Juliane Felber and Rebecca Bondü are the ones who coordinate the logistics and organisational details. The shelves of Felber’s office are filled with rows of neatly labelled stacks of documents. People often knock at the door to pick up documents, to discuss questions or to arrange appointments.
The first doctoral candidates started their research work in spring 2011. By now, a dozen junior scientists are working on their own projects. Fidan Sahyazici-Knaak, for instance, examines the connection between certain attitudes – like an excessive striving for perfection or a continuous feeling of helplessness – and the development of depressions after crucial life events. Therefore, she looks into the findings of those children who show typical signs of inner withdrawal, like lethargy and sadness, and contrasts them with the information children gave about their perceptions and feelings. “For a long time it was thought that children and adolescents hardly ever suffer from depressions. This is why the research on this topic has only been done for about 20 years and is comparably young,” Sahyazici-Knaak says. The suspected connection could already be deduced from the data of the first survey. Only the longitudinal perspective, however, will show whether unfavourable attitudes promote the withdrawal into an inner world or whether they are formed as a consequence of depressive moods.
In her dissertation, Franziska Stutz wants to empirically analyse the assumption that reading motivation in its different forms is closely linked to reading competence. “How often do you read?” is one of the standard questions of the survey. The children can answer this question by pointing to circles of various sizes. Furthermore, interviewers will ask them, why they read: Do they read for fun? Or because they hope to be appreciated for it? Do they want to keep up with others? We know from older children that the joy of reading is more important for their reading competence than external incentives because it makes them pick up a book more often. It is assumed that frequent reading in early emergent readers automatizes the reading process. Automatization in reading is a prerequisite for freeing capacities in our brain which, in turn, allow for a deeper processing and complex understanding of the text. The first results of Franziska Stutz’s research suggest that reading motivation enhances later reading competence already among first to third graders. The research work of Anja Sperlich takes place in the “EyeLab” of the university. While the children read ageappropriate sentences, a special camera takes pictures of the eye movement every millisecond. A computer programme analyses the movement of the pupils, records how long the gaze remains on one position or whether it just skips a word. Data analyses give some information about how many words per minute the participants read and how many letters they were able to process simultaneously. Anja Sperlich relates her lab findings to reading skills that Franziska Stutz assesses as well. When the research training group finishes their work in September 2015, all present doctoral students will have completed their work and the next cohort will have started their task. If the research programme will be prolonged by another four and a half years as intended, a data record over a period of nine years will be available. This would cover the entire period of children’s development from the start of school to the end of puberty. “These data are definitely interesting for other scientists and field workers,” spokesperson Birgit Elsner says. In any case, the joint programme of the psychologists from Potsdam will contribute to our knowledge in this field. Birgit Elsner underlines, “Childhood and adolescence are significant phases of human development. Our research will help to identify problems at an early stage and, what is even better, to prevent their occurrence. Thus, the research training group is an important investment into the future of our society.”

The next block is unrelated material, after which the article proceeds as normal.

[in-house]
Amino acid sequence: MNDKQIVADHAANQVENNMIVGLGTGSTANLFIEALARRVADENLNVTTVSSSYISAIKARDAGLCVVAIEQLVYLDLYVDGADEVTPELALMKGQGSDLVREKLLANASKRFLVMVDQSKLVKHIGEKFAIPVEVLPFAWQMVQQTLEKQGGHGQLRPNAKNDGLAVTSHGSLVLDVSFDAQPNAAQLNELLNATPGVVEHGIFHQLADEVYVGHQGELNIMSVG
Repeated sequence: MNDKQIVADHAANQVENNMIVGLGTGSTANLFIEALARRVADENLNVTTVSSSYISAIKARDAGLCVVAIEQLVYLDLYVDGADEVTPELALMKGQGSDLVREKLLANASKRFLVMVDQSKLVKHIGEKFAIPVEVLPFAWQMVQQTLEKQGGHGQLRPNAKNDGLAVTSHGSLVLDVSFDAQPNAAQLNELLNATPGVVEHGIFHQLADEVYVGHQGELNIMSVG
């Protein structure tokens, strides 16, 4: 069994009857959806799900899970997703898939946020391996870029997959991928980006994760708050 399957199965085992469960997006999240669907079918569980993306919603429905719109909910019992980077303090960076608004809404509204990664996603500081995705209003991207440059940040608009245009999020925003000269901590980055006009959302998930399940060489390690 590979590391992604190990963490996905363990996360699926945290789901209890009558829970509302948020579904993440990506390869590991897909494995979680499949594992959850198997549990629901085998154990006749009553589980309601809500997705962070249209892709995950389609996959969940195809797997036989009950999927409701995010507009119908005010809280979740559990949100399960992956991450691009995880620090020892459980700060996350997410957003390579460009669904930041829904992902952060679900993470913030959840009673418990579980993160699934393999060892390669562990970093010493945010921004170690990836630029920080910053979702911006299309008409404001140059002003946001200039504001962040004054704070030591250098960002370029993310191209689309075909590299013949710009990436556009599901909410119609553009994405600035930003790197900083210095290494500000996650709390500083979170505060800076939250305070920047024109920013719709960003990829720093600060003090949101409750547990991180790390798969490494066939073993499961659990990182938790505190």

Research Training Group “Intrapersonal Developmental Risks in Childhood and Adolescence – A Longitudinal Perspective” (“Intrapersonale Entwicklungsrisiken des Kindes- und Jugendalters in längsschnittlicher Sicht”)
The research training group is funded by the German Research Foundation. The group was initiated by thirteen psychologists of the University of Potsdam in 2011. Twelve young scientists are preparing their doctoral theses in this group. The empirical data are collected in the PIER Study affiliated to the research group. The word PIER stands for “Potsdamer intrapersonale Entwicklungsrisiken“ (www.uni-potsdam.de/pier-studie). It is a largescale study with more than 3,000 pupils from Potsdam and the surrounding areas. A wide-ranging accompanying programme with seminars, workshops, and a summer school provides the doctoral candidates with methodological tools and methods and gives them an overall perspective of project and research fields.
Professor Birgit Elsner has lectured and done research at the Department of Psychology of the University of Potsdam since 2007. Since 2008 she has been chair of the Division Developmental Psychology. Her research interests focus on cognitive processes in early infancy. With her work in the research training group, whose spokesperson she is, she has extended her field of research into the age group of school children and adolescents.
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Text: Sabine Sütterlin, Web Content Editing: Julia Schwaibold, Translation: Susanne Voigt